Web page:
Egg Baskets and MP3s

By Geoff Schaefer

Geoff is a Wealth Advisor with Intergy Private Wealth. He writes for The Steadfast Fiduciary to help people live with an abundant heart, open mind, and boundless generosity.

October 27, 2023

Investing can be overwhelming.  So many options. So much information. Even more opinions.

What if there was a way that was shown over one hundred years of data to consistently grow wealth over time? Would this be interesting to you? 

You ever heard the old adage, “don’t put all your eggs in one basket”? This comes from Miguel Cervantes’ work Don Quixote.  In the book, Sancho, Don’s loyal companion, is imploring his master to retreat from a rural countryside where Don had just victoriously freed a group of slaves. Sancho realized the significance of their win and suggested to Don they should leave the area before the constable and his posse arrived- a force that Sancho knew he and Don could not defeat. “To withdraw is not to run away, and to stay is no wise action, when there is more reason to fear than to hope; ’tis the part of a wise man to keep himself today for tomorrow, and not venture all his eggs in one basket.” Perhaps Sancho realized something Don did not, even though victory occurred today, the same location and strategy would not guarantee the same result in the future.

So what does a windmill fighting adventurer have to do with investing?

 Great question.

To which I will ask another question: What is the best stock to buy?

I’ll timestamp this in the fall of 2023. Common answers today may be Apple, Nvidia, Tesla, Microsoft, Berkshire Hathaway, among others.  Perhaps, you are right, today…

Now, which stock will be the best to own for the next 30 years?  You can think for a while, research a lot, maybe build up some conviction, but are you sure? 

In 1990, how did people listen to their music?  Overwhelmingly, it was by cassette tape.  CDs were up and coming and would not be super relevant until the late 90s. A CD player in your car and a Walkman with 60 second skip protection, what could get better than that?  By 2005, CDs were falling dramatically as you downloaded MP3 files to your iPod or Zune (who remembers these?). Napster and LimeWire were probably favorited on your browser around that time as well reaccuse you couldn’t afford to pay iTunes for all of that music.  Fast forward to today, and nearly 80% of music revenue occurs via streaming platforms and surprisingly the 3rd most popular revenue source- vinyl records- the same vinyl that were the music medium of choice in the 1970s.  The takeaway from all this, is the future is crazy!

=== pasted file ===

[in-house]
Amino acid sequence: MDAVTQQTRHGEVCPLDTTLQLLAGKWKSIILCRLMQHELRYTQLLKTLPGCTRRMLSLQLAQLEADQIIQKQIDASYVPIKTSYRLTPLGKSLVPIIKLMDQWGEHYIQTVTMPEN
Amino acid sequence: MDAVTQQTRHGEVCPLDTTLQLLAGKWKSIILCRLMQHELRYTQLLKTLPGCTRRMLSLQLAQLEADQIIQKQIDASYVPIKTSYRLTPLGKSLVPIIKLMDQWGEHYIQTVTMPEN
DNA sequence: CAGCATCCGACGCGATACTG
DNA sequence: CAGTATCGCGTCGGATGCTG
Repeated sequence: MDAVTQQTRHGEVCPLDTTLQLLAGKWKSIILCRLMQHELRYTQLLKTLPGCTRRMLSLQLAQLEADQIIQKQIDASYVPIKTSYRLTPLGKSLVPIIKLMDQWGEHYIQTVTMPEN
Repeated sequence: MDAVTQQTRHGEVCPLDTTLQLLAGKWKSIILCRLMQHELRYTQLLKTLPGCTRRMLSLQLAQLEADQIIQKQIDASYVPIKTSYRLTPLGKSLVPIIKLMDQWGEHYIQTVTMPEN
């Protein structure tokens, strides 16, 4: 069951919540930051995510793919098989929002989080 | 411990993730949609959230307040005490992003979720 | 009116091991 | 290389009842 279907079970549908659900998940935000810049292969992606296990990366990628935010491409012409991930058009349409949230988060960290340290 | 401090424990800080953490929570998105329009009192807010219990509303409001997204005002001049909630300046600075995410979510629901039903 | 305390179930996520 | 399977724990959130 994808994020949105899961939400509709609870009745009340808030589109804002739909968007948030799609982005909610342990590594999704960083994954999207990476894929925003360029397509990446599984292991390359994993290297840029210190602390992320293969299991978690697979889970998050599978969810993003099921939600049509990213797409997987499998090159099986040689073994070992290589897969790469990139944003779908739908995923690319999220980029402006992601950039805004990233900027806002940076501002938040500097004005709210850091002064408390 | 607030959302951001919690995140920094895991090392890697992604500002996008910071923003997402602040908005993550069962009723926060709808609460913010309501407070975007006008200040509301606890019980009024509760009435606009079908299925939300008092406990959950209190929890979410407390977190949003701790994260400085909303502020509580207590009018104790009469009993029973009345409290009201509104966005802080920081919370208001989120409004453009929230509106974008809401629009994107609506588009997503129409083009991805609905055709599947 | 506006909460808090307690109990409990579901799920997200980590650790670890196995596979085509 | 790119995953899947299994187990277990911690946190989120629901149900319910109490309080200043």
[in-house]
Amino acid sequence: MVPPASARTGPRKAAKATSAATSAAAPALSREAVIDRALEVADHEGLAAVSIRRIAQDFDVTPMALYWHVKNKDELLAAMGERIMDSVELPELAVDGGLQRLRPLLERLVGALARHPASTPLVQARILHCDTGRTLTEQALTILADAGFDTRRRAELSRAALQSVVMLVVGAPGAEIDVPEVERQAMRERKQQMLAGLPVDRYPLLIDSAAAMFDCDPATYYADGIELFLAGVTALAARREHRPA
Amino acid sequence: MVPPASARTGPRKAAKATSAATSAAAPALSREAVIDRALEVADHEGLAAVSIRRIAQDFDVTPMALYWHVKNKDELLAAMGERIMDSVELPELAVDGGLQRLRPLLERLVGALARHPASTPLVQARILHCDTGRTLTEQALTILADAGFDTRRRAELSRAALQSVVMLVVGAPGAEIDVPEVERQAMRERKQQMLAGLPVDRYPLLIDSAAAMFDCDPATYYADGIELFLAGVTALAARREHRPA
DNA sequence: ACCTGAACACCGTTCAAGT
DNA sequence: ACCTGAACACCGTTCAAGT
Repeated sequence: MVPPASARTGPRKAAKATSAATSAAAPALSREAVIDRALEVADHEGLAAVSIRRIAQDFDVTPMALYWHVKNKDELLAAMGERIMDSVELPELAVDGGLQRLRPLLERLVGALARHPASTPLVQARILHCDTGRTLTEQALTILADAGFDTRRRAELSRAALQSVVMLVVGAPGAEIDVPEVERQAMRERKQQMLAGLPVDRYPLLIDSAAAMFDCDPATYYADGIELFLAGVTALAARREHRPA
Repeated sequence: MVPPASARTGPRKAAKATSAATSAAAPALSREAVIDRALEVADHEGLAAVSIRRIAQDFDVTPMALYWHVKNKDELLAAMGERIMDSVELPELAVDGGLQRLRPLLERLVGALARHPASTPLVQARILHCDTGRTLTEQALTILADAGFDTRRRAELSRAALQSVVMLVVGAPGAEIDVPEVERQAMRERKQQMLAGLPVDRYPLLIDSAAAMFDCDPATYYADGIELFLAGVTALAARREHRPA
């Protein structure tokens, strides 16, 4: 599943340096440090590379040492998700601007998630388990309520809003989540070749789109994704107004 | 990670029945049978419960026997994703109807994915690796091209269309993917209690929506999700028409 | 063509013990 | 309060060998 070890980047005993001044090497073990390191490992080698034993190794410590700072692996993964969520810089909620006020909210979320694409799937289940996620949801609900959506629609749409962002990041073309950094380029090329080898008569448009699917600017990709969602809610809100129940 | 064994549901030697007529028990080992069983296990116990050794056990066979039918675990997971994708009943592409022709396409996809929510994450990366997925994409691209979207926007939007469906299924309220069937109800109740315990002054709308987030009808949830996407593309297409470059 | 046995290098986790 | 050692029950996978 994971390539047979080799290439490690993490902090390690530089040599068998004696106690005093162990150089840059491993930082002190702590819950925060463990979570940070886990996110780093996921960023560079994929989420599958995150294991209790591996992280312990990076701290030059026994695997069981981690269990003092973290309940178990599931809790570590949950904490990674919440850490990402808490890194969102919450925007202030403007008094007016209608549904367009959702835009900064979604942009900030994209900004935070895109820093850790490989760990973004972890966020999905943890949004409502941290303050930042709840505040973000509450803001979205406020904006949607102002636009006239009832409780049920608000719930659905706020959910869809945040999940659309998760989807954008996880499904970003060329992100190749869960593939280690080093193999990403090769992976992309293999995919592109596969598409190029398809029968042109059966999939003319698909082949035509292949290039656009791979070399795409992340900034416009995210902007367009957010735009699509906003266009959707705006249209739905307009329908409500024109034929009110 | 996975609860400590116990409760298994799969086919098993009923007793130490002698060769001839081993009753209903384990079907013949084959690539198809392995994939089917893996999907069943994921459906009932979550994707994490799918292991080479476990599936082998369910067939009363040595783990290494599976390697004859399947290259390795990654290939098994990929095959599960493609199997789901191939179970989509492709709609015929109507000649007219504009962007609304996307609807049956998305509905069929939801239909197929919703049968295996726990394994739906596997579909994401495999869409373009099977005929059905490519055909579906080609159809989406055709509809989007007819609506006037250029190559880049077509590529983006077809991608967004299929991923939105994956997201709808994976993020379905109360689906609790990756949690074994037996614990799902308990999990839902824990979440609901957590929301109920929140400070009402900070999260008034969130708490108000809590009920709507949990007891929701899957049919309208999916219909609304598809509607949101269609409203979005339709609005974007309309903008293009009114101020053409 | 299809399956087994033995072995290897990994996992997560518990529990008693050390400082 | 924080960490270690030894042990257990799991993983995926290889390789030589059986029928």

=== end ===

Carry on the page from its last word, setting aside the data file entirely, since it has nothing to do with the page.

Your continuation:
For more on music check out this: Rise and Fall of Music Sales Formats

Taking the same idea of music platforms and applying it to stock investments, check out the following two graphics on the top 20 companies in the S&P 500 index: The first is the top 20 companies by market capitalization in 1990 and the second is the top 20 in 2023.

Pretty dramatic turnover. If you would have picked the top stocks in 1990 to make up your portfolio, you may have some buyer’s regret.  Of the top 20, only five remained in that by 2023.  AIG went bankrupt in 2008 and five of the top stocks of 2023 didn’t even exist in 1990! So not only was it difficult to predict the best stocks of the following three decades, it was impossible because 25% of the companies didn’t even have stock to invest in!

Below, you’ll see a comparison of those top 20 holdings since 1990 to the actual S&P 500 with all its changes. The top 20 would have given you a cool 7% a year return for 33 years, but the S&P 500 index gave you nearly 10% per year.  In dollar terms, the 1990 stocks would have grown $10,000 to $92,760 while the S&P 500 grew $10,000 to $245,500- two and a half times more!

Now, the goal of your investment portfolio should not be to beat every other investment out there.  That is unrealistic and unhealthy.  An investment portfolio should support your core values and desired future state.  Whether your values are to spend more time with family, to travel more, to give more, you need an investment plan that is realistic and sustainable.  Diversified investing will not guarantee your portfolio is always going up or that you will make more money than your neighbor, but it will allow you to keep on track with a financial plan. Diversification reflects an optimistic outlook on the future and a surrender to trying to predict it. Diversification is admitting to the Sancho in all of us, that we may have won today, and not putting all of our eggs in one basket is not a sign of defeat, but rather part of a wise and measured strategy.


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